Low 67, high 82
I fished both weekend days. Saturday I launched the boat at 7 AM and landed 3 Spanish Mackerel and 1 Speckled Trout by 9 in the morning near the Charlotte Beach Complex. A boat with three older guys ran over my trolling lines and got braided line wrapped around their prop shaft. It took about 40 minutes to clear that mess but we were able to and departed without bad feelings.
Things slowed in the afternoon so I returned to troll the canals. I hooked a nice large snook that fought hard in the mangrove trees on one side of the canal, then crossed over to the other side and mixed itself among some pepper tree branches. I was confident I could wear him down and kept constant tension on the line but still, somehow, he broke me off and escaped with a brand new lure.
I re-rigged and dropped another trolling line. It wasn't long before I was hooked up again. This snook did several aerial leaps in an attempt to cut my line with his gill plates but I controlled him and landed him with the net. 24" is too short. That first one would have been the one to keep.
Sunday I was joined by my old snowbird friend, Pete from Buffalo, NY. It has been about 4 years since Pete was here and I was thrilled to take him out on the Mako Flats boat. We launched at 540 AM, hoping to be on the grass flats before sunrise and get that top water trout bite. Unfortunately in the darkness I miss-judged my proximity to the east side sand bar and ended up running the boat aground pretty hard. We both had to enter the thigh deep water and it took us about thirty minutes to work the hull loose from the sand I had buried it in. Pete, at 71, is still in great shape and was very good natured about the mishap. We got back underway but had missed the topwater bite.
We decided to troll a residential canal community called Pirate Harbor. The canals there are extremely deep water for our area, averaging 20'. I hooked some snook in there last summer while fishing with my buddy Jeff, from California. Today, Pete hooked up on a monstrous fight that turned out to be a big Jack Cravelle. These are not table fare but a lot of fun to fight on light tackle. Pete did a great job controlling the fight and I used the net to help him land it. A quick photo, then we released the scrapper. Later in these canals we encounter a huge manatee, seen below.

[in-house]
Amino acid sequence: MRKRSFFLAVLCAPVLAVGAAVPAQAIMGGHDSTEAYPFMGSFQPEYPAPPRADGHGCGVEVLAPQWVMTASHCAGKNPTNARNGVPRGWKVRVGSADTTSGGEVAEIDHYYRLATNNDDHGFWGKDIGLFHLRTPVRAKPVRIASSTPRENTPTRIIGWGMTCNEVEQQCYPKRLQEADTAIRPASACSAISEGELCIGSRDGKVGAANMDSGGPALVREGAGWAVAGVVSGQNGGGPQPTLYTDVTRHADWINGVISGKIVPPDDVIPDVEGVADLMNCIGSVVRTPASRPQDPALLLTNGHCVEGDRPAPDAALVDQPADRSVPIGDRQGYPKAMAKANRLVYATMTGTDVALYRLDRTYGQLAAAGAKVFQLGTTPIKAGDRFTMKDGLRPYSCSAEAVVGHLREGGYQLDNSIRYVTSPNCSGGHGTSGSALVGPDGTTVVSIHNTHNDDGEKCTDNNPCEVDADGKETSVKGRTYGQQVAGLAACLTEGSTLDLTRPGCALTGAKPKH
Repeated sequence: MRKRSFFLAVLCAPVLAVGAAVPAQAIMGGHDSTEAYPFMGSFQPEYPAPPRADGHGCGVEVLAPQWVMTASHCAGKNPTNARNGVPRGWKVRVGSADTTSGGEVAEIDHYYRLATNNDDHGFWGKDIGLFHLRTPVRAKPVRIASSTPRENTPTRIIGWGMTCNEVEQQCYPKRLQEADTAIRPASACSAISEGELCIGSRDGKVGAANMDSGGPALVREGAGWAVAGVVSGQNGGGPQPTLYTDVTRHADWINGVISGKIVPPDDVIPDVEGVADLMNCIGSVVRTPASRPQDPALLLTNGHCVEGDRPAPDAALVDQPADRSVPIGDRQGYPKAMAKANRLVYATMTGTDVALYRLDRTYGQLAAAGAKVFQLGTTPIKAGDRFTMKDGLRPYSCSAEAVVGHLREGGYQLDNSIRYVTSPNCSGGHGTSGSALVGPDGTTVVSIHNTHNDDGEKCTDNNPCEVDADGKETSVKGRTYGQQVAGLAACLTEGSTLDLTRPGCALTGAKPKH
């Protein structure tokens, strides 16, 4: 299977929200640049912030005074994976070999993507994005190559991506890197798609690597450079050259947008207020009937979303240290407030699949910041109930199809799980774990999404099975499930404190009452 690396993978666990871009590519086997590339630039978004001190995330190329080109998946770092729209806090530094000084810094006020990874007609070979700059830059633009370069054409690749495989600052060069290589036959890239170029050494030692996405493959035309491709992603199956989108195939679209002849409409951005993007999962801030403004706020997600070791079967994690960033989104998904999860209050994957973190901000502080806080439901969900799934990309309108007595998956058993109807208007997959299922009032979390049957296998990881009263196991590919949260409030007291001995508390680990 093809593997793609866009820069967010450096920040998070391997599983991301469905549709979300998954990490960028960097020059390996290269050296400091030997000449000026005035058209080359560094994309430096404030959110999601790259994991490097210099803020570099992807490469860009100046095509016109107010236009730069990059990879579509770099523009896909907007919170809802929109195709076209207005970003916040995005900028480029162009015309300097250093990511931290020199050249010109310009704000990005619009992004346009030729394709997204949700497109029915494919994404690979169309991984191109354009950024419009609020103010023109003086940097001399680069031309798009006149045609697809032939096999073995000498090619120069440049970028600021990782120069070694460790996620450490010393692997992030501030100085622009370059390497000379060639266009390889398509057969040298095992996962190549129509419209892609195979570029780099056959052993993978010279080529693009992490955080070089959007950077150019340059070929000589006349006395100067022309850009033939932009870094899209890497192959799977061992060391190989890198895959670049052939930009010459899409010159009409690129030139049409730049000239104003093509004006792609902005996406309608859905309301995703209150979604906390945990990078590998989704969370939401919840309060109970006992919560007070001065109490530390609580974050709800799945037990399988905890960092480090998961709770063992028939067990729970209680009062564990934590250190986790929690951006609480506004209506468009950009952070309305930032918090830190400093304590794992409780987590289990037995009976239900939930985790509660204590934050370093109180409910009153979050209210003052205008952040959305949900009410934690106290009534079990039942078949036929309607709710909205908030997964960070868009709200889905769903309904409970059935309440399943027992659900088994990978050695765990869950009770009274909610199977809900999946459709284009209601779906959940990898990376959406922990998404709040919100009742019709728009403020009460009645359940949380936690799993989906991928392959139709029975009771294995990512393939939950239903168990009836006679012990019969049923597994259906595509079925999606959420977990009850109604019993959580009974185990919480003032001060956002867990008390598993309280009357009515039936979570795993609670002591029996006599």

We left pirate harbor after the tide turned and fished the flats outside the sandbar. We landed many Ladyfish and kept a few for cut bait to seek Redfish later. A pod of bottle nose dolphin was drawn to us by all of the Ladyfish activity. Those dolphins followed us for over an hour, as we tried to leave them. There were many other boaters around us but all we saw being caught were Ladyfish.
About 12:30 we headed for the Myakka Cutoff and one of my favorite Redfish creeks. We pinned the plat down in about 2' of water and cast cut Ladyfish into the mangroves. At 2 o'clock Pete was hooked up with a decent fighting Red. It measured out at 21" and was pretty beefy, so he went in the live well.
Ten minutes later I had one shot at my Red on the opposite shoreline but I didn't have a good hook set and I missed him. I saw him flip at the surface so I knew what I'd lost. For the next hour it was nothing but catfish so we pulled up at 3:30 and headed for the home port.
On the way in, we trolled the canal again. That lucky Pete landed a decent Spanish Mackerel and another big old Jack. We kept the Mac and planned on releasing the Jack but he had inhaled so much of the lure that he died during surgery. We kept him and later put him to rest inside my crab trap along my dock.
That night I was absolutely spent from back to back fishing days but I certainly wouldn't have it any other way. Below are a few photos from the weekend. Click each one for full screen imagery.
On Saturday the air temperature was 55 but the water was 70, resulting in a beautiful foggy sunrise.
The morning water was nearly flat
Buffalo Pete and one of two Jack Cravelle landed on the day
It was a 14 hour marathon and worth every minute.